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“Dear brothers and sisters, when troubles come your way, consider it an opportunity for great joy. For you know that when your faith is tested, your endurance has a chance to grow.” James 1:2-3 New Living Translation

I must admit that I don’t take to adversity very well. My normal reaction to the challenges of life that come my way is often, “WHY is this happening to me?” or  “What did I do to deserve this?”

Some adversity in life comes suddenly and without warning. Like an unexpected accident or the sudden death of a close family member. Sometimes we bring adversity on ourselves by making poor choices or even facing a challenge by taking appropriate risk or exercising courage.

Just recently I’ve been taking a weekly half-hour swimming class which is meant to develop a higher level of fitness by swimming vigorous laps around the pool wearing fins. This class in “Fin Fitness” has taught me a lot about facing resistance and developing strength and endurance.

Each week,  before class begins I start wondering why I agreed put myself through the gauntlet. Everyone who has been involved in the class sees the benefits because the exercise is so intense. The small group of my classmates are younger, fitter and better swimmers than yours truly and it’s a huge challenge keeping up with them  – a task I’ve been unable to accomplish so far.

When the class is over and relief sets in I’m joyful that I stuck it out. I then experience the benefits that come from facing the challenge and finding the endurance to persevere.  Hopefully strength, fitness, flexibility and endurance will be physical benefits I will enjoy not to mention the emotional well being that is part of the process.

Whatever the test or trial might be I often wonder if our state of mind is the critical factor in it all. Is there a mindset that will help us on a day to day basis that will carry us through as we courageously face  the challenges that come our way?

In the book of James in the New Testament, the author makes some very startling statements, especially about trials and suffering. One of the better known verses, quoted above, instructs the reader to actually consider trials and tests as joyful opportunities for personal growth.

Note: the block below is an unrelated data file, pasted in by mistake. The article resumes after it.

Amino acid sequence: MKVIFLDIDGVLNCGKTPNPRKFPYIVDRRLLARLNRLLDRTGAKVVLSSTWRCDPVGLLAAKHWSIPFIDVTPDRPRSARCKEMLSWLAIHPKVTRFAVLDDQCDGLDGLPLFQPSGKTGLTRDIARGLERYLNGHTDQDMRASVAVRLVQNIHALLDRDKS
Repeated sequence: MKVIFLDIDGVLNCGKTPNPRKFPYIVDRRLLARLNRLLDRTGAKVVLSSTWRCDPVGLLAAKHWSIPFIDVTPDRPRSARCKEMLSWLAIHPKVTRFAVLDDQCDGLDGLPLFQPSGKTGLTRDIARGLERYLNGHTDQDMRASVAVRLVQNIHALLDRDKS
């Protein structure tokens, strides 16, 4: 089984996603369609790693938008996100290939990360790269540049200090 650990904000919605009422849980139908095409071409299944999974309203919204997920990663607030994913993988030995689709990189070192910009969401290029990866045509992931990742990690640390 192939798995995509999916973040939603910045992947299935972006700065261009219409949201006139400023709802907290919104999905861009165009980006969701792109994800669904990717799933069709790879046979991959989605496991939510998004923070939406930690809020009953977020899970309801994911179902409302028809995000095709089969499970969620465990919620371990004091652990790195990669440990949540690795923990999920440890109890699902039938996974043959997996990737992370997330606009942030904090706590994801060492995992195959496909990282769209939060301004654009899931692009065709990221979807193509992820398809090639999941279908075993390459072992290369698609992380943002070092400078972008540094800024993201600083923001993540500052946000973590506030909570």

James does say that if our faith is tested, endurance has a chance to grow. When you consider it, in many areas of life we don’t get very far without meeting resistance head on.

Whatever challenge you may be facing today take a close look at your attitude toward it.  Remember that James is addressing followers of Jesus in the first century. Jesus Christ is the one who faced the adversity of the Cross and all that it entailed, yet came through victorious. Not only is He our Savior but our example of facing adversity courageously and with an eternal perspective.

 Although I don’t like to admit it, in a world full of adversity there’s probably nothing that will build strength and endurance except facing resistance with a positive attitude and an eternal perspective.  

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“Who of you by worrying can add a single hour to his life? Since you cannot do this very little thing, why do you worry about the rest?” Luke 12:25-26 (NIV)

“Almost everyone who comes into our office seems to be experiencing high levels of stress,” commented the nurse who was drawing my blood. My local doctor sent me to her recently for a routine blood test. As we were conversing we somehow came to the subject of stress and anxiety.